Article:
Incentive - January/February 2010 - (Page 21)

STRATEGIES PAUL HEBERT: Calculations & Conversations Don’t Rely on Program Data Alone to Determine ROI T Illustration: Chad Crowe he call to measure ROI has never been louder. With negative press about corporate events and new age gurus deriding incentives, it is imperative to prove the value of incentive programs. These programs must generate positive returns. That’s just smart business. However, in our quest for quantitative proof, we are left with another problem: lack of context. I once did a survey of sales managers after a sales incentive program, asking whether it influenced them to run their businesses differently. The survey data said no. I would have concluded that the sponsor should stop its dealer incentive programs because they didn’t influence behavior. However, in follow-up one-on-one interviews with a sample of program participants, I asked this question: “Did you look at the standings that came out every two weeks?” The answer was resounding. One person answered, “Heck yeah. I wanted to make sure we were in one of the top three spots every reporting period. I also wanted to make sure I was ahead of Bob.” It turned out that the participants did not want to admit to the sponsor that they can be influenced, but the program did, in fact, affect their behavior. So don’t rely solely on data alone. They need context, which can only come from conversations. 1. Take the Time to Talk Make qualitative proof a part of your analysis plan. Conduct interviews. The true value for clients, and what all incentive managers should offer, is interpretation of numbers. Any selfrespecting incentive tracking system can spit out the units sold, the dollars collected, and the customers contacted. Turn the numbers into a story. 2. Before Your Program Probably the most important conversation to have with your participants is the one between programs. Make sure you debrief program participants about the last program before you start your next one. Nothing is worse than perpetuating bad program design. 3. After Your Launch Make sure you connected with the audience. Do participants understand the program and its rules? Is there anything that can be done to better explain the program? While many companies do surveys to grab this information, having conversations with participants will give you the details you can’t get from evaluation forms. 4. During the Program Touch base at least twice with a representative sample of participants to gather qualitative feedback on the progress of the program. If the program is longer, seek feedback more than twice. Compare your interview notes to the survey data that you’re also receiving. Can the data now be interpreted differently? 5. After the Program Repeat step 1. Talk to people. It’s revolutionary, isn’t it? As a salesperson said to me once, “It’s amazing how much more successful you can be when you actually talk to clients.” The same holds true for incentive programs. Paul Hebert is managing director at i2i, an incentive design consultancy, Over the past 20-plus years, he has worked with Fortune 100 clients to develop non-cash reward and recognition strategies within overall engagement plans. | January/February 2010 | Incentive |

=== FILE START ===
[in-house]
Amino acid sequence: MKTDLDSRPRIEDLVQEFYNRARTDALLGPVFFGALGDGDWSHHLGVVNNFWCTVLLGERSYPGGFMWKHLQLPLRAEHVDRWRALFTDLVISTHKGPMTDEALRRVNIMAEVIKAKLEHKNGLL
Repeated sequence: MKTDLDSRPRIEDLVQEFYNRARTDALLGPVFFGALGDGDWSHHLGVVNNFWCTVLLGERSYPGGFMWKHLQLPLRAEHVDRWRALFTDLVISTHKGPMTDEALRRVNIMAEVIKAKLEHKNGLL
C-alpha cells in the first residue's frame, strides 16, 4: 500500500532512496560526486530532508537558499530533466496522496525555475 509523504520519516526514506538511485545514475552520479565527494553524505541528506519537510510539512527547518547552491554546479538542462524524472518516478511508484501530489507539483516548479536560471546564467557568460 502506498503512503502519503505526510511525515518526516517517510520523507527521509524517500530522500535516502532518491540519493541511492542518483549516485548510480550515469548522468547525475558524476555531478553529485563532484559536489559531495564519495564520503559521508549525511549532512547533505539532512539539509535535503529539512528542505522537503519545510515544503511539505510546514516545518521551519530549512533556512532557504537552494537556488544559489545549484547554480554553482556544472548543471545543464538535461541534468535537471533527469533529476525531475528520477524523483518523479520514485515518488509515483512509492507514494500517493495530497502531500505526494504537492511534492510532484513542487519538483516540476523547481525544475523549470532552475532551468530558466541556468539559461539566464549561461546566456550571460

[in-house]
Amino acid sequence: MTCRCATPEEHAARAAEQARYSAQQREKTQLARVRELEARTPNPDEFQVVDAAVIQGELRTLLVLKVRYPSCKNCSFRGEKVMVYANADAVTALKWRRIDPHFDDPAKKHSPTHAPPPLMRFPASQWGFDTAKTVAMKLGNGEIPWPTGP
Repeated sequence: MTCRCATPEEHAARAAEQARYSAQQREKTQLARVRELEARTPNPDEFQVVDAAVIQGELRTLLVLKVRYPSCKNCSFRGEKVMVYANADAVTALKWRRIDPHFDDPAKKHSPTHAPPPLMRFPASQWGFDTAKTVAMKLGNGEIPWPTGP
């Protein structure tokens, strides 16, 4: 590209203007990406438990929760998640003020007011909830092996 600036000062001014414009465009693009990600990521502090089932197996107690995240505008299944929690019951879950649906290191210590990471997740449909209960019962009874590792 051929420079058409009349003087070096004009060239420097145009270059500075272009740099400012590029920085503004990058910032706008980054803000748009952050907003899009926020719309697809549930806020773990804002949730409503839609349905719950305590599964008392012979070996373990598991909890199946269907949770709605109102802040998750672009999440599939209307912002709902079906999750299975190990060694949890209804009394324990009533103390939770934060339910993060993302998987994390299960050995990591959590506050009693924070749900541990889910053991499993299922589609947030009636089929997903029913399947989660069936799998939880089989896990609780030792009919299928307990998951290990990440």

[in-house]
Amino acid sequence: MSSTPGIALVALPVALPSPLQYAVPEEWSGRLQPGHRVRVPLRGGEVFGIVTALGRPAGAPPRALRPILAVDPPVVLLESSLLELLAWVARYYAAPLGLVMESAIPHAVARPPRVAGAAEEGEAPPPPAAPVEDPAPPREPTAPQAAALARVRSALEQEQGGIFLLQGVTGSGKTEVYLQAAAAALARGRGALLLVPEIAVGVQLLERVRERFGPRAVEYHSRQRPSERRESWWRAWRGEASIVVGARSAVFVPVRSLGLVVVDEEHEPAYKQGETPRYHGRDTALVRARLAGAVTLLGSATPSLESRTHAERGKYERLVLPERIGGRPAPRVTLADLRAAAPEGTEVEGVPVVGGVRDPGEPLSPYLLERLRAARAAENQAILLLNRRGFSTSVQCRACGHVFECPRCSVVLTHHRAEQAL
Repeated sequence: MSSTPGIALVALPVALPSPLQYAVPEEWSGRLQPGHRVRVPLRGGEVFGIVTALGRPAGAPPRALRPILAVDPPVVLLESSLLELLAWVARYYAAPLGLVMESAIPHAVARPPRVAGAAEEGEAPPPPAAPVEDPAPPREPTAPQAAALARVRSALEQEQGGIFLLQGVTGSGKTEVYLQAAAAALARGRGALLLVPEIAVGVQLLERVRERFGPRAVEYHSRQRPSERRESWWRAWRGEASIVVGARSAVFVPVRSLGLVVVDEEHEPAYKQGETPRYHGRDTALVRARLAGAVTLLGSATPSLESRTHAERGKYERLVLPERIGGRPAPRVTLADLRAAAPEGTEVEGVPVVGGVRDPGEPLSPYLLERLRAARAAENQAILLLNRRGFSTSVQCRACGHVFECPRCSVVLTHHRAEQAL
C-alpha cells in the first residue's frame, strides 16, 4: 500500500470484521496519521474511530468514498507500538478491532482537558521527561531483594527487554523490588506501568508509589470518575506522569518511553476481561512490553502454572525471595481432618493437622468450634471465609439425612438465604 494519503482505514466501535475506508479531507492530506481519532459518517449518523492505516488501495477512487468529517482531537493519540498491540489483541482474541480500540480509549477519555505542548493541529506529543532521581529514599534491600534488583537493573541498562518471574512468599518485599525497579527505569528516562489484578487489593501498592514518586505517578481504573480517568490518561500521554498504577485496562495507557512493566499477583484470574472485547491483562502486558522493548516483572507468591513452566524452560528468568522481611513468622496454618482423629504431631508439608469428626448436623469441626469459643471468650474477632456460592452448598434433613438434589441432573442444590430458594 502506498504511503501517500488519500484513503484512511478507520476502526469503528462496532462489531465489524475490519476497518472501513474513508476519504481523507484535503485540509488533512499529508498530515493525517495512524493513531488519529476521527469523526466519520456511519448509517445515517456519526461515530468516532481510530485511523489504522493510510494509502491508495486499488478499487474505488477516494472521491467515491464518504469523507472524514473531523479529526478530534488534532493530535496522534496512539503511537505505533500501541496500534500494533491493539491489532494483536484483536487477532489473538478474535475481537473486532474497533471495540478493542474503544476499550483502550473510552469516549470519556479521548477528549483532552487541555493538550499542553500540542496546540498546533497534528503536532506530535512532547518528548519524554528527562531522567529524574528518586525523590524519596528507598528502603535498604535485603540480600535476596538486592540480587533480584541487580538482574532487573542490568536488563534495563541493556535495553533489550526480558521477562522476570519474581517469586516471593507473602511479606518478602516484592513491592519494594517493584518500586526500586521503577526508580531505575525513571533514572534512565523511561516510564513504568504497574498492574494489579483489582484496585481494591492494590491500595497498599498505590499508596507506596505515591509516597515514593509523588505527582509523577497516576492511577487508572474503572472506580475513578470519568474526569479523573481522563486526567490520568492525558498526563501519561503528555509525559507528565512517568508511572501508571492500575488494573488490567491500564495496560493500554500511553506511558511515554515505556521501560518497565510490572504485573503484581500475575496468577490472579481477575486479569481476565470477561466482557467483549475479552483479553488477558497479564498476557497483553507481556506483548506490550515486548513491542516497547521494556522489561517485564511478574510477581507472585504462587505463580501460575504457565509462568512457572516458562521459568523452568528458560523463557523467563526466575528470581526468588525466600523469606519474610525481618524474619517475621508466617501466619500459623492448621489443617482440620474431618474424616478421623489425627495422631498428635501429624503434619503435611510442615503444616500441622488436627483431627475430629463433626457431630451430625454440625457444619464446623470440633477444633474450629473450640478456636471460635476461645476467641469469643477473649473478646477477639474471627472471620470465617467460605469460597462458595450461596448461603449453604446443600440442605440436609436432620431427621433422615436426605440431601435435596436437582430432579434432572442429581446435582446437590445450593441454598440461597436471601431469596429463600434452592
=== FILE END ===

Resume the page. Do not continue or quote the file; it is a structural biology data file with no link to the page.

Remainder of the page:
Table of Contents for the Digital Edition of Incentive - January/February 2010

Incentive - January/February 2010
Editor’s Note: Shift Happens
Cover Story: Incentive’s 2009 Grand Motivation Master Winner
7 Steps for Running a Non-Sales Program
Original Research: Incentive’s 2010 Reader Forecast Survey
Primer: 3 Tips for Getting Through Airport Security
Strategies: Calculations and Conversations
Travel News: Where to Go
CityCenter Opens, Aiming to Redefine Las Vegas(Again)
Bermuda Still Works
Potentials: Here and Now
Electronics: The Revolution Will Be 3D!
Online Gift Cards Make It Easy

Incentive - January/February 2010